Many people think you have to be a millionaire to need an estate plan and investing in an estate plan is too costly for an average American. Not true! People of modest means actually need an estate plan more than the wealthy to protect what they have. A recent article from TAPinto.net explains the basics in “Estate Planning–Getting Your Affairs in Order Does Not Need to be Complicated or Expensive.”
Everyone needs an estate plan consisting of the following documents: a Last Will and Testament, a General Durable Power of Attorney and an Advance Medical Directive or Living Will.
Unless your estate is valued at more than $11.58 million, you may not be as concerned about federal estate taxes right now, but this may change in the near future. Some states, like New Jersey, don’t have any state estate tax at all. There are states, like Pennsylvania, which have an “inheritance” tax determined based on the relationship the person has with the decedent. However, taxes aren’t the only reason to have an estate plan.
If you have young children, your will is the legal document used to tell your executor and the court who you want to care for your minor children by naming their guardian. The will is also used to explain how your minor children’s inheritance should be managed by naming trustees.
Why do you need a General Power of Attorney? This is the document that you need to name a person to be in charge of your affairs, if you become incapacitated and can’t make or communicate decisions. Without a POA in place, no one, not even your spouse, has the legal authority to manage your financial and legal affairs. Your family would have to go to court and file a guardianship action, which can be expensive, take time to complete and create unnecessary stress for the family.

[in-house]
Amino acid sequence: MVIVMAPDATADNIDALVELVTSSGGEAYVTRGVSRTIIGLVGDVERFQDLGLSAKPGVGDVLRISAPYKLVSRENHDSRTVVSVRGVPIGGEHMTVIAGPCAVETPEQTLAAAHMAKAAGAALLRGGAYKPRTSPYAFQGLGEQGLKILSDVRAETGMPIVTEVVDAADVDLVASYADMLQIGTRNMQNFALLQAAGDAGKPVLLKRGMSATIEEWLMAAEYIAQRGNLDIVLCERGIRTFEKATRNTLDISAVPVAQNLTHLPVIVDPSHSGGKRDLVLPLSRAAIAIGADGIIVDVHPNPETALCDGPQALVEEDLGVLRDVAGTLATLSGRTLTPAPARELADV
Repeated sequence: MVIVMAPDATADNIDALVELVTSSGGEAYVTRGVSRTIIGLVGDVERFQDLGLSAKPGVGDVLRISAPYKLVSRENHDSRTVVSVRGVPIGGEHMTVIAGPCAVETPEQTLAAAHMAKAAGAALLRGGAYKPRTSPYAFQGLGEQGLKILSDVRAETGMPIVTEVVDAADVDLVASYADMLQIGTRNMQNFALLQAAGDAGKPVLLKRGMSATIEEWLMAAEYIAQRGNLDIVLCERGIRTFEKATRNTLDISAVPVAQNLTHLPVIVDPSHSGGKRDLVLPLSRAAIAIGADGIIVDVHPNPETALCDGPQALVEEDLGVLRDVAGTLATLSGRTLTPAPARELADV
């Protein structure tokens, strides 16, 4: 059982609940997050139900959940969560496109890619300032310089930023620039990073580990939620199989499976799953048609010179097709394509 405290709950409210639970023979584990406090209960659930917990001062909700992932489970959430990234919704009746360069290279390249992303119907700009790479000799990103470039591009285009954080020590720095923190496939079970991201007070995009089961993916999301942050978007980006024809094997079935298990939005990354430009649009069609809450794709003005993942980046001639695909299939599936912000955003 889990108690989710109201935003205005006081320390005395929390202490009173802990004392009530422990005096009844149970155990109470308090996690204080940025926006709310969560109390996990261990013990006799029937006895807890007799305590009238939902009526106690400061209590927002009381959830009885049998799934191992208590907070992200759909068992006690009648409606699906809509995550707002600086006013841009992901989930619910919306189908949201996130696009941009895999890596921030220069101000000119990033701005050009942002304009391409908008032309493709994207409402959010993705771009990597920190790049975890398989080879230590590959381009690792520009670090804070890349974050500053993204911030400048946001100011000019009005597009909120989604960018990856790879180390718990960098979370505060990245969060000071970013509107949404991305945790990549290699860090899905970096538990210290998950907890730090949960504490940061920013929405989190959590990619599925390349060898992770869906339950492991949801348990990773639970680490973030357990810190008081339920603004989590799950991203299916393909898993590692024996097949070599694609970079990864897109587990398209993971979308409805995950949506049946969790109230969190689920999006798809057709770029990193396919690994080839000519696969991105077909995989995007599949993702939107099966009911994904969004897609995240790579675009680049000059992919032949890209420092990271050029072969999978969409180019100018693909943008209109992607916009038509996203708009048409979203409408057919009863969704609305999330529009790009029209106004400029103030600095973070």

An Advance Medical Directive, also known as a Living Will, is used to let a person of your choice make medical decisions, if you are unable to do so. This is a very important document to have, especially if you have strong feelings about being kept alive by artificial means. The Advance Medical Directive gives you an opportunity to express your wishes for end of life care, as well as giving another person the legal right to make medical decisions on your behalf. Without it, a guardianship may need to be established, wasting critical time if an emergency situation occurs.
Most people of modest means need only these three documents, but they can make a big difference to protect the family. If the family includes disabled children or individuals, owns a business or real estate, there are other documents needed to address these more complex situations. However, simple or complex, your estate and your family deserve the protection of an estate plan.
Reference: TAPinto.net (Sep. 23, 2020) “Estate Planning–Getting Your Affairs in Order Does Not Need to be Complicated or Expensive”